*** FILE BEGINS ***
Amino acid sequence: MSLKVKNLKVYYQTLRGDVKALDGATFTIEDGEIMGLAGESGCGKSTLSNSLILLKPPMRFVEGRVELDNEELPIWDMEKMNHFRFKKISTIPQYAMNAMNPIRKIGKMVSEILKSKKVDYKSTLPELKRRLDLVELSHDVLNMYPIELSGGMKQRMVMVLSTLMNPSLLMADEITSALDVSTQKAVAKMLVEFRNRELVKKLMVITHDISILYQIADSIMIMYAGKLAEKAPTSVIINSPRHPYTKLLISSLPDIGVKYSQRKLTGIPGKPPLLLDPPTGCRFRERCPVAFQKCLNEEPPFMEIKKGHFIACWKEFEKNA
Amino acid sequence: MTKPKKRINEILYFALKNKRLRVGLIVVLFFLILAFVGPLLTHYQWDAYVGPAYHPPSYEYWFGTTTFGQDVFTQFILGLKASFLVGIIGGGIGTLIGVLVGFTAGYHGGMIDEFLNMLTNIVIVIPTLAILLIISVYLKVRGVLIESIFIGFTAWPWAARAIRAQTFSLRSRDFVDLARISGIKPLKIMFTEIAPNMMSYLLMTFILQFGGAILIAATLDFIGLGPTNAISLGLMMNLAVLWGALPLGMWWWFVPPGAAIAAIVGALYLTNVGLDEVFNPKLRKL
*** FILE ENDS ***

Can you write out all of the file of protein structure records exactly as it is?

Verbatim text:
Amino acid sequence: MSLKVKNLKVYYQTLRGDVKALDGATFTIEDGEIMGLAGESGCGKSTLSNSLILLKPPMRFVEGRVELDNEELPIWDMEKMNHFRFKKISTIPQYAMNAMNPIRKIGKMVSEILKSKKVDYKSTLPELKRRLDLVELSHDVLNMYPIELSGGMKQRMVMVLSTLMNPSLLMADEITSALDVSTQKAVAKMLVEFRNRELVKKLMVITHDISILYQIADSIMIMYAGKLAEKAPTSVIINSPRHPYTKLLISSLPDIGVKYSQRKLTGIPGKPPLLLDPPTGCRFRERCPVAFQKCLNEEPPFMEIKKGHFIACWKEFEKNA
Amino acid sequence: MTKPKKRINEILYFALKNKRLRVGLIVVLFFLILAFVGPLLTHYQWDAYVGPAYHPPSYEYWFGTTTFGQDVFTQFILGLKASFLVGIIGGGIGTLIGVLVGFTAGYHGGMIDEFLNMLTNIVIVIPTLAILLIISVYLKVRGVLIESIFIGFTAWPWAARAIRAQTFSLRSRDFVDLARISGIKPLKIMFTEIAPNMMSYLLMTFILQFGGAILIAATLDFIGLGPTNAISLGLMMNLAVLWGALPLGMWWWFVPPGAAIAAIVGALYLTNVGLDEVFNPKLRKL